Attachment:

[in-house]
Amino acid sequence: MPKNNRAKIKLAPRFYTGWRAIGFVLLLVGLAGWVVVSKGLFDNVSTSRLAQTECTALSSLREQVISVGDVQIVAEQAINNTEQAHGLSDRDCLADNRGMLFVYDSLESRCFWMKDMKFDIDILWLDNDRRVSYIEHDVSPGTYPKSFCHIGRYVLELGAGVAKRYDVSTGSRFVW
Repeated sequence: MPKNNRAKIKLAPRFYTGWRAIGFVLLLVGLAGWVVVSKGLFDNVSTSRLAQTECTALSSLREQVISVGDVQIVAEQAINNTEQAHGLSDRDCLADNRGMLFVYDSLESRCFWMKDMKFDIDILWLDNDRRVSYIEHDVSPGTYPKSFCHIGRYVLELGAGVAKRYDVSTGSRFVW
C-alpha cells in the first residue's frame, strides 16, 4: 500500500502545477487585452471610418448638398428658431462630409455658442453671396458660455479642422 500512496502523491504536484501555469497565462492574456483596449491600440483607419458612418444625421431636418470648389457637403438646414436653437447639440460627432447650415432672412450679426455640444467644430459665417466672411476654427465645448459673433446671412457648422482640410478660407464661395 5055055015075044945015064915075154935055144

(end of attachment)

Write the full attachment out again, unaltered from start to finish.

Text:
[in-house]
Amino acid sequence: MPKNNRAKIKLAPRFYTGWRAIGFVLLLVGLAGWVVVSKGLFDNVSTSRLAQTECTALSSLREQVISVGDVQIVAEQAINNTEQAHGLSDRDCLADNRGMLFVYDSLESRCFWMKDMKFDIDILWLDNDRRVSYIEHDVSPGTYPKSFCHIGRYVLELGAGVAKRYDVSTGSRFVW
Repeated sequence: MPKNNRAKIKLAPRFYTGWRAIGFVLLLVGLAGWVVVSKGLFDNVSTSRLAQTECTALSSLREQVISVGDVQIVAEQAINNTEQAHGLSDRDCLADNRGMLFVYDSLESRCFWMKDMKFDIDILWLDNDRRVSYIEHDVSPGTYPKSFCHIGRYVLELGAGVAKRYDVSTGSRFVW
C-alpha cells in the first residue's frame, strides 16, 4: 500500500502545477487585452471610418448638398428658431462630409455658442453671396458660455479642422 500512496502523491504536484501555469497565462492574456483596449491600440483607419458612418444625421431636418470648389457637403438646414436653437447639440460627432447650415432672412450679426455640444467644430459665417466672411476654427465645448459673433446671412457648422482640410478660407464661395 5055055015075044945015064915075154935055144